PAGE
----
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Proceedings ArticleDOI

Classification of normal, seizure and seizure-free EEG signals using EMD and EWT

01 Mar 2017-pp 360-366
TL;DR: The classification based on bandwidth features and least square support vector machine (LS-SVM) provided better categorization accuracy than earlier adopted methods.
Abstract: Objectives: Electroencephalogram (EEG) plays an important role in recording the activity of human brain. Identification of epileptic seizures can be done using EEG signals. Methods/ Statistical Analysis: In this work for classification of EEG signals a method known as Empirical mode decomposition (EMD) is used and compared with empirical wavelet transform (EWT) based method. Findings: In this paper the EMD has been considered for five classes of EEG signals. Intrinsic Mode functions obtained for these EEG signals have been shown. The amplitude modulation bandwidth B AM and frequency modulation bandwidth BFM have been calculated. Applications/ Improvements: The classification based on bandwidth features and least square support vector machine (LS-SVM) provided better categorization accuracy than earlier adopted methods. Results have been shown in this report.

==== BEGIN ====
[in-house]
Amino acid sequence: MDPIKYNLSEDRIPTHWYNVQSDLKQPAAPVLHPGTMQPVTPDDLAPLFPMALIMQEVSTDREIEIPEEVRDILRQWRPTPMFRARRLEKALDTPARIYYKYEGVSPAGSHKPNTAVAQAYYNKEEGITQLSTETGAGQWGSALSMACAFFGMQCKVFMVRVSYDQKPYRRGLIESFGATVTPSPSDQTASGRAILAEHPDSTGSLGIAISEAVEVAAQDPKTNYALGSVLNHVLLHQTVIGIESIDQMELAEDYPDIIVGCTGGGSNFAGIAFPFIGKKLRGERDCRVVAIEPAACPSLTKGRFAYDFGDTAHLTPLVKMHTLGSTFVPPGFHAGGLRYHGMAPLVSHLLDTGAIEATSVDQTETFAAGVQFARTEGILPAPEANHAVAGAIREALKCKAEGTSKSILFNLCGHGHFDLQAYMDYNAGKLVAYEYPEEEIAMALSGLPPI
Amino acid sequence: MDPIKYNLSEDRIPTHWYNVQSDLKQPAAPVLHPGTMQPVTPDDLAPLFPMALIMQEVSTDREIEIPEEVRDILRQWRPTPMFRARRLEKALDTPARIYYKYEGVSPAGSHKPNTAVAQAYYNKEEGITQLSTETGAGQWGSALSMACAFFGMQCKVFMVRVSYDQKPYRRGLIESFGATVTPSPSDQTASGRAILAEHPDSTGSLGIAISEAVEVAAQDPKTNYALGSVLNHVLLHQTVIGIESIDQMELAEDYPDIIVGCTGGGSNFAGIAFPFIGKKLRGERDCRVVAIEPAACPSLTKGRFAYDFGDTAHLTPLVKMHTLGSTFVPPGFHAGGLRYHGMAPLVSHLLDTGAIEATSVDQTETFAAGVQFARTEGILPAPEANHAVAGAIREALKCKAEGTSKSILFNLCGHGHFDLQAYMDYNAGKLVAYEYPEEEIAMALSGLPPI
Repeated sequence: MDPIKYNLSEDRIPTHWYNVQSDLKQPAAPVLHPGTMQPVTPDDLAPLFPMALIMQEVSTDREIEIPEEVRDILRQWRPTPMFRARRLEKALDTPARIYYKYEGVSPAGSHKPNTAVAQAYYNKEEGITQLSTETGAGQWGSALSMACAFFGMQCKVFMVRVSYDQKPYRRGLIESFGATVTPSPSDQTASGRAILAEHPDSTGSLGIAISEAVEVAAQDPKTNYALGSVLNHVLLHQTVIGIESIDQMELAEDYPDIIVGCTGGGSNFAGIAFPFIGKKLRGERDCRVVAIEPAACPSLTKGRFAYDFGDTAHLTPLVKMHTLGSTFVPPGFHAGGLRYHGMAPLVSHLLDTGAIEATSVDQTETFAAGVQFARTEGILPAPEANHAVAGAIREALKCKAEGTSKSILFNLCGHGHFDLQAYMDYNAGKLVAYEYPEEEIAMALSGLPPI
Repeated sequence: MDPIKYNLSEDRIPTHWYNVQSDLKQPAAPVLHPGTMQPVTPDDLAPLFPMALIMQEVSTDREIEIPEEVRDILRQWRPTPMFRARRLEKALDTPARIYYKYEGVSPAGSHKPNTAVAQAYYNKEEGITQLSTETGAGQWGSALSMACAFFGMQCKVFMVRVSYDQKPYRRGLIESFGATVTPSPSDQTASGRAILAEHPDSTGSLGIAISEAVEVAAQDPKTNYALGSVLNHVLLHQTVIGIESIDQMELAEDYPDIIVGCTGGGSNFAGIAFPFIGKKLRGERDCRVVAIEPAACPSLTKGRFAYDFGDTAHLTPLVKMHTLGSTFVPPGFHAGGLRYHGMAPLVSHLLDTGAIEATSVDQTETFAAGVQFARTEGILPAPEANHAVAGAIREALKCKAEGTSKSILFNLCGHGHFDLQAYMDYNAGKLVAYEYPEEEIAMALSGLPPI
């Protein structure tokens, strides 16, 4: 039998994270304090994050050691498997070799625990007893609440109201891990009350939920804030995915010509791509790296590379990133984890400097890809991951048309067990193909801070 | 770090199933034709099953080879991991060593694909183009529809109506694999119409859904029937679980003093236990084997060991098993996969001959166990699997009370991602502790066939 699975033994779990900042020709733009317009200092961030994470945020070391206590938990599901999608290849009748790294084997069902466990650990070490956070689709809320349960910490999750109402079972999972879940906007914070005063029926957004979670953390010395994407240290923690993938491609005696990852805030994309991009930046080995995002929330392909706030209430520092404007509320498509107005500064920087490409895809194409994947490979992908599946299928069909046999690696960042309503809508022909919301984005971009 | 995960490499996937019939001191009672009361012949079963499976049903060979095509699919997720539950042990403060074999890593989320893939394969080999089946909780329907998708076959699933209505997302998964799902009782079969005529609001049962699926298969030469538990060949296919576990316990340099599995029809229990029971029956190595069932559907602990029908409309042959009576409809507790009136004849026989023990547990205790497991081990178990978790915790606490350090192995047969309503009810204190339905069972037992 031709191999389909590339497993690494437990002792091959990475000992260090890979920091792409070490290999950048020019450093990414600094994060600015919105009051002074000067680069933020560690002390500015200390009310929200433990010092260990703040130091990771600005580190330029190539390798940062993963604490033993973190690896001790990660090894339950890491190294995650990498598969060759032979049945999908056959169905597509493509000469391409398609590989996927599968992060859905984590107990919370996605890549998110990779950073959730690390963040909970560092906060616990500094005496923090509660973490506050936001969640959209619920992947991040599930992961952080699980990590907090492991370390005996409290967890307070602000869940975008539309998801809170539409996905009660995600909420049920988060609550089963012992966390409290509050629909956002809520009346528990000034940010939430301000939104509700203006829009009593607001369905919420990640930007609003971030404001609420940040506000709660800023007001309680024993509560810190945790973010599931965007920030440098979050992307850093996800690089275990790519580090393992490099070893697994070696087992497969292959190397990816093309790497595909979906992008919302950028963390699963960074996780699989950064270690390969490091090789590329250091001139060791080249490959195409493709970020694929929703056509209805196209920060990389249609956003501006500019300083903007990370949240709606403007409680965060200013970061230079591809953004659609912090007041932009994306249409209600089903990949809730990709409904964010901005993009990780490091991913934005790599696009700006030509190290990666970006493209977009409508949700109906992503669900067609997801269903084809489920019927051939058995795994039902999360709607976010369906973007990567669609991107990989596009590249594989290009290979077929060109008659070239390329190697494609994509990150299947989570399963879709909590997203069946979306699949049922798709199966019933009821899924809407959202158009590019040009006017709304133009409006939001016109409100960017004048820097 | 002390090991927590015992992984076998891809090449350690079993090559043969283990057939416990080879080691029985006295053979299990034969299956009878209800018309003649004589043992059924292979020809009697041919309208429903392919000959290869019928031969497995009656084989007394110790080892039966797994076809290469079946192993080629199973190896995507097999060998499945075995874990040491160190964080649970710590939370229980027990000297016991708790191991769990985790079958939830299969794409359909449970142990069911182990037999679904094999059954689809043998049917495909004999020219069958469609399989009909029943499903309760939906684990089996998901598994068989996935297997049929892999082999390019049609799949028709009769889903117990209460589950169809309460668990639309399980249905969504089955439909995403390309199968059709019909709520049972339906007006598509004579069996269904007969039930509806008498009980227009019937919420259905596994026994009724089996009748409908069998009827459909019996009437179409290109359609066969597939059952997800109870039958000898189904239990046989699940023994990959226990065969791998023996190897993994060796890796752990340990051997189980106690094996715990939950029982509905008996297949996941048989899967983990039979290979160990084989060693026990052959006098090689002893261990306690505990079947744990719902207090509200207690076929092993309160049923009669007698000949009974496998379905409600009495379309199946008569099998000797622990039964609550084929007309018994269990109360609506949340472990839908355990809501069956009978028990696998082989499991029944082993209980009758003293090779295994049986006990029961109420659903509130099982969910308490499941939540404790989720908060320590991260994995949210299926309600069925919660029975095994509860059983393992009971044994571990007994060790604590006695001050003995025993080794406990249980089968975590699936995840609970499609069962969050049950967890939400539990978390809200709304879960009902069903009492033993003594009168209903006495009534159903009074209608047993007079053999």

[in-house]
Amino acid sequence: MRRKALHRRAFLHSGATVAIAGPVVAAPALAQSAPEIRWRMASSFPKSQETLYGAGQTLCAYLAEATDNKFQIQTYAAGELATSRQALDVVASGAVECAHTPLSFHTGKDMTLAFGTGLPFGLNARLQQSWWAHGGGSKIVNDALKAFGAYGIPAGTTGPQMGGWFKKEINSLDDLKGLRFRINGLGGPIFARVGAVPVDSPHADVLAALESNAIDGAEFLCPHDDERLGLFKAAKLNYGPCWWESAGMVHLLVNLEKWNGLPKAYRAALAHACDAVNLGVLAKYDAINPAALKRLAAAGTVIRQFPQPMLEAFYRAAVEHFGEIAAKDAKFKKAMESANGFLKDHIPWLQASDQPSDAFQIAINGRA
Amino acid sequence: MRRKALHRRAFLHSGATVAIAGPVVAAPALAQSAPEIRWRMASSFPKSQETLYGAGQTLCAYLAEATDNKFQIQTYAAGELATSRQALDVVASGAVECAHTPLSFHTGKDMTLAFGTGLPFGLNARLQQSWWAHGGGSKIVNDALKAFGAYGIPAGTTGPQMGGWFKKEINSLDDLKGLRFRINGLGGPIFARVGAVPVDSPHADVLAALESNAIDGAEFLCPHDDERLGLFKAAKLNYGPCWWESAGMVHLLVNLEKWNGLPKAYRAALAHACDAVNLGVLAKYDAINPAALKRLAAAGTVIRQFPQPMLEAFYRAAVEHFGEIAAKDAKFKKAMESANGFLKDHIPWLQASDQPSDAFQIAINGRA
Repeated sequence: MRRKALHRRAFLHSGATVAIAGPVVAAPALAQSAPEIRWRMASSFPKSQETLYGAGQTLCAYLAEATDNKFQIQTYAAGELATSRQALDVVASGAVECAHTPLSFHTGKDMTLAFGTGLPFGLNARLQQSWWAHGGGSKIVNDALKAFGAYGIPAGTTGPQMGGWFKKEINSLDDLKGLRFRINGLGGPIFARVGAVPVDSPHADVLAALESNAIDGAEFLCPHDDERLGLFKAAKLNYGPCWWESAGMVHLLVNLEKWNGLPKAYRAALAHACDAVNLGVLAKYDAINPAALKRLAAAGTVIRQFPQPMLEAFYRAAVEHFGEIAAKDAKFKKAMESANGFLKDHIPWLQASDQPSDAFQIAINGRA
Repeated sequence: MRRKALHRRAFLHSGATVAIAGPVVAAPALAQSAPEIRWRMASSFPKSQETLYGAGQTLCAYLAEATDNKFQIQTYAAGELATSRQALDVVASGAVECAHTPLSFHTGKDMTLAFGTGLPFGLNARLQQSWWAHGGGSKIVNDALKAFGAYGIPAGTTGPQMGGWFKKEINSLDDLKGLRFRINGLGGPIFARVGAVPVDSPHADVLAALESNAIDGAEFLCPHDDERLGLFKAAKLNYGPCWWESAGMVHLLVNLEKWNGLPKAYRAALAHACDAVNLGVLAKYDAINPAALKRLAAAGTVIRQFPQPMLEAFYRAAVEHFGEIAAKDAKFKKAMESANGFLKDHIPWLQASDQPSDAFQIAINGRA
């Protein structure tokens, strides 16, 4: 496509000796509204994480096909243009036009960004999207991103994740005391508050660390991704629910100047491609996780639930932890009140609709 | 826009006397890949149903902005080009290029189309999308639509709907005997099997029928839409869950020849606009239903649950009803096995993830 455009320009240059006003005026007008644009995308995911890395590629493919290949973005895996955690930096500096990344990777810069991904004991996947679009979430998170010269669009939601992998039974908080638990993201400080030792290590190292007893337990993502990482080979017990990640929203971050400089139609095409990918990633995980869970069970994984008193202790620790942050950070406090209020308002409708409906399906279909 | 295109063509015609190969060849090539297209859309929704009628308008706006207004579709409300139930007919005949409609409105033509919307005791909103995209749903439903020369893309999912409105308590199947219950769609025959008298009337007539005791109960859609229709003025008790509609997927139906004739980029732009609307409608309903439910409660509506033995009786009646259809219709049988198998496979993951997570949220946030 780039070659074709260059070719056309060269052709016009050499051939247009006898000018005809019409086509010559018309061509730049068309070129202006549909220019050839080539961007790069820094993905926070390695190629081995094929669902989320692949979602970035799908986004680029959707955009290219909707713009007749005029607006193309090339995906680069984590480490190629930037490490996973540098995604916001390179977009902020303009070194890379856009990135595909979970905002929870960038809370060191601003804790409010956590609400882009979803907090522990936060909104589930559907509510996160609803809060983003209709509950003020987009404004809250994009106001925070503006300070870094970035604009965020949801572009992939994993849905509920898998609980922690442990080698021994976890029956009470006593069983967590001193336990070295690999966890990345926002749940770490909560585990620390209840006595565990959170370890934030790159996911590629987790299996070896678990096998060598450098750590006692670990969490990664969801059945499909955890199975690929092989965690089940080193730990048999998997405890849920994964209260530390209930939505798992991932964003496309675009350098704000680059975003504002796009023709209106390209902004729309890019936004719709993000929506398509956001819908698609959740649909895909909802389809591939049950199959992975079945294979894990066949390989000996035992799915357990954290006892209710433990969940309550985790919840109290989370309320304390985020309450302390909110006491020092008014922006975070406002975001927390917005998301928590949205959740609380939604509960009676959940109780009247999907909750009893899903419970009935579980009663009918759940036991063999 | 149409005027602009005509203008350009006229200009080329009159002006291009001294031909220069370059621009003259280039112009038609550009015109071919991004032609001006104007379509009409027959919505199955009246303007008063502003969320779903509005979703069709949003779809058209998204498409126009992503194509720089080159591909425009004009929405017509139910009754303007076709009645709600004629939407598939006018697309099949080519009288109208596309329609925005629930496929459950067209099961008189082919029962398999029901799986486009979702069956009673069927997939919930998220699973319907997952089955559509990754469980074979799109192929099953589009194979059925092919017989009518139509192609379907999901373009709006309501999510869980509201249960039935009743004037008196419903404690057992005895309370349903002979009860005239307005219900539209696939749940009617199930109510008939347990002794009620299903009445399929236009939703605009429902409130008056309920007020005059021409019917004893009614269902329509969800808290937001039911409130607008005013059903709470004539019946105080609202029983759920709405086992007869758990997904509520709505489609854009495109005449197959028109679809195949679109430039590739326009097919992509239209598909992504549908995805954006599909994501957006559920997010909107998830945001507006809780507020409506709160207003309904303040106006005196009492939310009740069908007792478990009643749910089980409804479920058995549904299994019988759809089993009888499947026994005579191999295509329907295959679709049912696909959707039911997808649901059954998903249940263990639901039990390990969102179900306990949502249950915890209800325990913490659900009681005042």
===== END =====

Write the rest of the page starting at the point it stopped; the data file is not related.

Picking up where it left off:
Citations
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Journal ArticleDOI
TL;DR: The evaluated decomposition methods are promising approaches for seizure detection, but their use should be judiciously analysed, especially in situations that require real-time processing and computational power is an issue.

37 citations

Journal ArticleDOI
TL;DR: The proposed adaptive multi-parent crossover Genetic Algorithm (GA) for optimizing the features used in classifying epileptic seizures outperforms other approaches and achieved a high level of accuracy.

27 citations

Journal ArticleDOI
TL;DR: In this paper, the authors used Hilbert vibration decomposition (HVD) on non-linear and non-stationary EEG signal to obtain multiple monocomponents varying in terms of amplitude and frequency.

9 citations

Posted ContentDOI
03 Jul 2019-bioRxiv
TL;DR: Three adaptive decomposition methods are evaluated for the classification of normal, ictal and inter-ictal EEG signals using a freely available database to provide a previously unavailable common methodology for comparing the performance of these methods for EEG seizure detection.